Since early September, the Russian historical community has been thrown into turmoil by the latest ‘textbook war’, this time over A History of Russia 1917-2009, 3rd ed. (Moscow: Aspekt Press, 2010), authored by Moscow State University History Faculty staff Aleksandr Barsenkov and Aleksandr Vdovin.
The debates on the book have unfolded in fascinating and sometimes bizarre ways, and have revived public attention in the concept of ‘historical falsification’ (a catchphrase used by both sides in these debates).
22 September 2010
07 September 2010
The ongoing fight over whether to remove or keep the makeshift cross, erected outside Poland’s Presidential Palace in Warsaw to commemorate Lech Kaczynski, has been documented elsewhere in this blog (below). Its role in crystallizing discussions about contemporary Polish identity and, broadly defined, the politics of memory, are further highlighted by a comment piece in Gazeta Wyborcza, worth presenting here: ‘Battle of the Cross’ (‘Bitwę pod krzyzem’).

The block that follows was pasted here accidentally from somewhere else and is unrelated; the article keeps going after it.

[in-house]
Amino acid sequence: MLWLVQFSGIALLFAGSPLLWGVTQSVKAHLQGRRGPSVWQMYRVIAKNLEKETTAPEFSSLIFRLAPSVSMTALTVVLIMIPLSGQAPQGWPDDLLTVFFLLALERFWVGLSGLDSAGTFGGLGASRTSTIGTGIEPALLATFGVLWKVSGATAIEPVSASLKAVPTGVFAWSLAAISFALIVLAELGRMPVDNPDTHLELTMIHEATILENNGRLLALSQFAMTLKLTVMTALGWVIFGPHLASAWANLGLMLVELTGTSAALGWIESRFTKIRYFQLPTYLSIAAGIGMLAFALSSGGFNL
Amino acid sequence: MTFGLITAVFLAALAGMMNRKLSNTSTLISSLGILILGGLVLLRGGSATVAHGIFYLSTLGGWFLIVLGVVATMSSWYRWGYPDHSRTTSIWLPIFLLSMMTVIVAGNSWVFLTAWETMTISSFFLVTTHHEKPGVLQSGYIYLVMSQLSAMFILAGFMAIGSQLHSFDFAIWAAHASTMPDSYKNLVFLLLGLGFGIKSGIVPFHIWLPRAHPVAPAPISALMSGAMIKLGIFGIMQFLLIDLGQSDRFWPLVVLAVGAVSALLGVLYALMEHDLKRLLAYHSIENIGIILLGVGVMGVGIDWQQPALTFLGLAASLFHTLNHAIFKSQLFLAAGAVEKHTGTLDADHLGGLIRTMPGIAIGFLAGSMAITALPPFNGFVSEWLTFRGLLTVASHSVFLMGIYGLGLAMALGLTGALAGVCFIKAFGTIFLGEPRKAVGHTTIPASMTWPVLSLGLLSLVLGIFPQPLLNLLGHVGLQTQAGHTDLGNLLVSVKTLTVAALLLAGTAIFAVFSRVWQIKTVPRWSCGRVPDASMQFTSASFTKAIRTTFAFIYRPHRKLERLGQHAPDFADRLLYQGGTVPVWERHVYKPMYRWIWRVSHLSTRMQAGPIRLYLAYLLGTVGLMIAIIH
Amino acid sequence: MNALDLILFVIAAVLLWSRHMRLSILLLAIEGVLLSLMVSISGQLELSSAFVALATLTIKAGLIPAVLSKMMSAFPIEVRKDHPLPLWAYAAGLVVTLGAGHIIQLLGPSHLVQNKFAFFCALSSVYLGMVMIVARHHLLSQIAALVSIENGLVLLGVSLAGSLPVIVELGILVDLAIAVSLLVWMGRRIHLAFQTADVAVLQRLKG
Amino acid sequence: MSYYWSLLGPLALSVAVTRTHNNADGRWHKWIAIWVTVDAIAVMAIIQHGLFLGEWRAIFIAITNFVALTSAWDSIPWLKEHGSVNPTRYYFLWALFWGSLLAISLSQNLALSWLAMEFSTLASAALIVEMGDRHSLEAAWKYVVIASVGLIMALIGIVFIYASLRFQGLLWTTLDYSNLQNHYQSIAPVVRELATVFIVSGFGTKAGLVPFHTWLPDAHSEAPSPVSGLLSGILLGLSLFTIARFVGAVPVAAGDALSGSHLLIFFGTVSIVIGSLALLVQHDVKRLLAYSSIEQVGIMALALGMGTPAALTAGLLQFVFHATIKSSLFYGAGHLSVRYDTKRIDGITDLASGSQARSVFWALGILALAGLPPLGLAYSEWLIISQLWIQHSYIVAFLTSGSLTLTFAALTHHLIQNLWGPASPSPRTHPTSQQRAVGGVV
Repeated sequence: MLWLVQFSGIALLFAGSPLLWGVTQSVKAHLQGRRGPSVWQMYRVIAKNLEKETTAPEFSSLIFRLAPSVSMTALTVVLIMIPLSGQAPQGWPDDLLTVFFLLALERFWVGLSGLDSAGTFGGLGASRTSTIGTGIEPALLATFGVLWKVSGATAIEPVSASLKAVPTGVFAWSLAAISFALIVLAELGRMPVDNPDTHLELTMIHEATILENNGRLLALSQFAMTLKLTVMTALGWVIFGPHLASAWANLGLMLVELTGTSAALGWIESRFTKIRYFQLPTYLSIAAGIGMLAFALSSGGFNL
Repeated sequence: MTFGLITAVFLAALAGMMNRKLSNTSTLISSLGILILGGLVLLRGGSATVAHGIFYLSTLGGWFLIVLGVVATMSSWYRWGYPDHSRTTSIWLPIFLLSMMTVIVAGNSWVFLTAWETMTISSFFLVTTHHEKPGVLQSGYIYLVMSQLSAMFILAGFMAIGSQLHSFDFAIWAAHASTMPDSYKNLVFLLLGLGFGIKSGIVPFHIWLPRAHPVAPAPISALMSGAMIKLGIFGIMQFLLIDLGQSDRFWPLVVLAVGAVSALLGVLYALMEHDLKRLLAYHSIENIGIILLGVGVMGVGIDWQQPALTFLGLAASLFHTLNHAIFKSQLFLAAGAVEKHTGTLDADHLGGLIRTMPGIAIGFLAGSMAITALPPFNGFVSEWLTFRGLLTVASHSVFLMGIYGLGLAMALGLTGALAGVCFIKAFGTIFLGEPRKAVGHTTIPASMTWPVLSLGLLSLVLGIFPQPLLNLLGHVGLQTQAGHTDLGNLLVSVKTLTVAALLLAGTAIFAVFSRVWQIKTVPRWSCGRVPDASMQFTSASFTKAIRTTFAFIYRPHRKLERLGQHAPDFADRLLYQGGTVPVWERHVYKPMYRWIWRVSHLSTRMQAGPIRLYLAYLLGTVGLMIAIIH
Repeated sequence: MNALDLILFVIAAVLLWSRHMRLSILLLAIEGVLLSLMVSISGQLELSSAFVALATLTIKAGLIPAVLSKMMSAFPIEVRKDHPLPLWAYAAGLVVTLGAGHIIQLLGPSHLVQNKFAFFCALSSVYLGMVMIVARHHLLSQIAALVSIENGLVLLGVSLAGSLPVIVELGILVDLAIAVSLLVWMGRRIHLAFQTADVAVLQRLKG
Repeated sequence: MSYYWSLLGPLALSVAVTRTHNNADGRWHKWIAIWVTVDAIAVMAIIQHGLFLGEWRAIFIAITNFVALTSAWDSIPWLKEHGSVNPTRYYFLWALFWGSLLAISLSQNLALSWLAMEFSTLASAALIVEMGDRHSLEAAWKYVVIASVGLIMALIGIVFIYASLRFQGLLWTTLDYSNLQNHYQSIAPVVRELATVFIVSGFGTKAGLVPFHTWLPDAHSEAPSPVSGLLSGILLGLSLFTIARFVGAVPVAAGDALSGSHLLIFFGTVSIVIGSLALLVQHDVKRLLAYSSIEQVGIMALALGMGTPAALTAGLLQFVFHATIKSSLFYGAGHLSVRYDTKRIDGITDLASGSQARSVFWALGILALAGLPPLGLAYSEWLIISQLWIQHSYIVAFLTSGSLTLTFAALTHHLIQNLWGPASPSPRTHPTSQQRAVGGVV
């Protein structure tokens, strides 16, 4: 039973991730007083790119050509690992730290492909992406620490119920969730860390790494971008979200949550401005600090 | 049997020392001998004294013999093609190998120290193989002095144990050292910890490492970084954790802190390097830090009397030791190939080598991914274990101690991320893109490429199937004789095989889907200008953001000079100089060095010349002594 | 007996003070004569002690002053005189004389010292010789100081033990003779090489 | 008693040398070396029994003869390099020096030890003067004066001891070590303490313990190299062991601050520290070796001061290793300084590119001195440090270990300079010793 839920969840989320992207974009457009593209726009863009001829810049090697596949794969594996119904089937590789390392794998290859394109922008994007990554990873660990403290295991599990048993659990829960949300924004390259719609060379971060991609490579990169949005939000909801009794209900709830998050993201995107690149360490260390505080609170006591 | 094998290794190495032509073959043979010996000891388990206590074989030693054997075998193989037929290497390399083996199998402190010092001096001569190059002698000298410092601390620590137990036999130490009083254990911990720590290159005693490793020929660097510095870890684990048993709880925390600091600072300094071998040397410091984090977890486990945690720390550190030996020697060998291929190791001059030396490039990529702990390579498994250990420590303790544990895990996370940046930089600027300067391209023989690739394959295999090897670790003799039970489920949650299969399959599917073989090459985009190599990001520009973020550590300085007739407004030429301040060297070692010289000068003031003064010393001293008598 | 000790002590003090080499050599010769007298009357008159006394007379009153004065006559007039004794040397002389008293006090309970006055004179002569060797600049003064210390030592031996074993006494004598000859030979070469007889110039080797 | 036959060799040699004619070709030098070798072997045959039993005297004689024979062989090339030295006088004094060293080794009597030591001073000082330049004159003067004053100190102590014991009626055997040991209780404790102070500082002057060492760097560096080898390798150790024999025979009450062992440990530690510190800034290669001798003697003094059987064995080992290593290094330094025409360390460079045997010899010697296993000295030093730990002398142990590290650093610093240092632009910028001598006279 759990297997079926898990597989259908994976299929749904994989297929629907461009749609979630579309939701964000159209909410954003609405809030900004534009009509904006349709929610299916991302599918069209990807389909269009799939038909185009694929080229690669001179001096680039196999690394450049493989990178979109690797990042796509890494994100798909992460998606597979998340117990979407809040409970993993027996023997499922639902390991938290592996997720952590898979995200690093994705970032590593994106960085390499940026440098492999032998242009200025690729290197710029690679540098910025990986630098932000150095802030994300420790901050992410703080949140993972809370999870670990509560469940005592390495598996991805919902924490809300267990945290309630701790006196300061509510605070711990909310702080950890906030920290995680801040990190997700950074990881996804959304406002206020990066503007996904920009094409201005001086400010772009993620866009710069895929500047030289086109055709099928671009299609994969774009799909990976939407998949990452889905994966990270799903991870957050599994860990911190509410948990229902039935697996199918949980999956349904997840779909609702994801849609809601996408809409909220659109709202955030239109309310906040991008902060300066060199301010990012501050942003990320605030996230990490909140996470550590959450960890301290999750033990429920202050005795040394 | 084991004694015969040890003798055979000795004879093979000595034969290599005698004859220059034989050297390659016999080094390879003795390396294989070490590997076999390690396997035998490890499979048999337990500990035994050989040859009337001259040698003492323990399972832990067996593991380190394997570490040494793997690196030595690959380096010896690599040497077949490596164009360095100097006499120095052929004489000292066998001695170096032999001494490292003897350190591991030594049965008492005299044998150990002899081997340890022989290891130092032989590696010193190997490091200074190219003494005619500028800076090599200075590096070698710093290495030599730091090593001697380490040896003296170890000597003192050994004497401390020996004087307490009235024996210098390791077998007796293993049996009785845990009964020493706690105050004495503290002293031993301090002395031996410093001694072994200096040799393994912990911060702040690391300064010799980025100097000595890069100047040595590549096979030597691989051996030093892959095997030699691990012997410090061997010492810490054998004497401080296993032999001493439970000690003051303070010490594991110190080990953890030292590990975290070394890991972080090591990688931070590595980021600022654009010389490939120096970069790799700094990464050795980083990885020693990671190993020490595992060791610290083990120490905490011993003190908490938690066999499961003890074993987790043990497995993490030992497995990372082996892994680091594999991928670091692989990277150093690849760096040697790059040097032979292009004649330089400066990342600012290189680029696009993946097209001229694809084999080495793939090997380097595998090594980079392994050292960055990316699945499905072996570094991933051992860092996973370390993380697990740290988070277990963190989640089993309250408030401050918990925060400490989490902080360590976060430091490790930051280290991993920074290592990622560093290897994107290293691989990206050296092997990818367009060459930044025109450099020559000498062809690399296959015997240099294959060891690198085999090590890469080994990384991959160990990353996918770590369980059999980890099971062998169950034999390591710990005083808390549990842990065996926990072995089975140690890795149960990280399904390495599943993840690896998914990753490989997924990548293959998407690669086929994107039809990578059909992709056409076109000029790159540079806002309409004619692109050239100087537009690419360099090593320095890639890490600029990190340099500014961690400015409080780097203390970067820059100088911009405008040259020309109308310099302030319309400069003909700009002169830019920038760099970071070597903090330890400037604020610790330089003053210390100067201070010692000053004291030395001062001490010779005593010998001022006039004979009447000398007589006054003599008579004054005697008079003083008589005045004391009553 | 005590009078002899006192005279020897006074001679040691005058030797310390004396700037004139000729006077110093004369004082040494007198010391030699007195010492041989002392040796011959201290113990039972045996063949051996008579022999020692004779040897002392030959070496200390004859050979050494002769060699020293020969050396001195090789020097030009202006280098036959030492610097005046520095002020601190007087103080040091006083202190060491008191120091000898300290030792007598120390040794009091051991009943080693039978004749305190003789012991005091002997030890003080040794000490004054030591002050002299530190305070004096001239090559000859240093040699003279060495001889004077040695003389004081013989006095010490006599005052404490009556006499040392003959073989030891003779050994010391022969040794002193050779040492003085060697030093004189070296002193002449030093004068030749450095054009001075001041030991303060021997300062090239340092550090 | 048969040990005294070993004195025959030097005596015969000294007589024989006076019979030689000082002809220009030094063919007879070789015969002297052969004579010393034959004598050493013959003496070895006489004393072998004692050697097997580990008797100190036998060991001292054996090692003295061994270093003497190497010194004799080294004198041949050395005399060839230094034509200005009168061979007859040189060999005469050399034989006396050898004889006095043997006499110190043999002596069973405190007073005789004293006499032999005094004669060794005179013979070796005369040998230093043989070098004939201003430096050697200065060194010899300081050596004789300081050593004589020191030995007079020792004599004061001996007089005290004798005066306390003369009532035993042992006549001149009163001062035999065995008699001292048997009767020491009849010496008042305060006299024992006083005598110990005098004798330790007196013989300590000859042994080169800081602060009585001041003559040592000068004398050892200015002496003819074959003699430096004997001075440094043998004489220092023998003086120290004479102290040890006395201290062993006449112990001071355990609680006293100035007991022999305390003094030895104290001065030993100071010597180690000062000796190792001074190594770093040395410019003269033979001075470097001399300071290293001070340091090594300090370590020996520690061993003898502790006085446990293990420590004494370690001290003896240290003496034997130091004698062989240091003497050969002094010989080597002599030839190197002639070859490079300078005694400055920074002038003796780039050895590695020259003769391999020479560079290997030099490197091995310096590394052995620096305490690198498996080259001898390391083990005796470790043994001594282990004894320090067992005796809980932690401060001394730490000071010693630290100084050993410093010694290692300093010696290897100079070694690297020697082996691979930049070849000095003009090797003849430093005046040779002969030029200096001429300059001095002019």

The whiff of change – not necessarily to the good, for some democracy-watchers – has been in the air since Yanukovych’s election victory.
Various events have sparked discussion this Summer, from the visit by Security Forces to the rector of L’viv University (followed by his open letter to academics internationally), to the changing of the guard at the Institute for National Memory in Ukraine.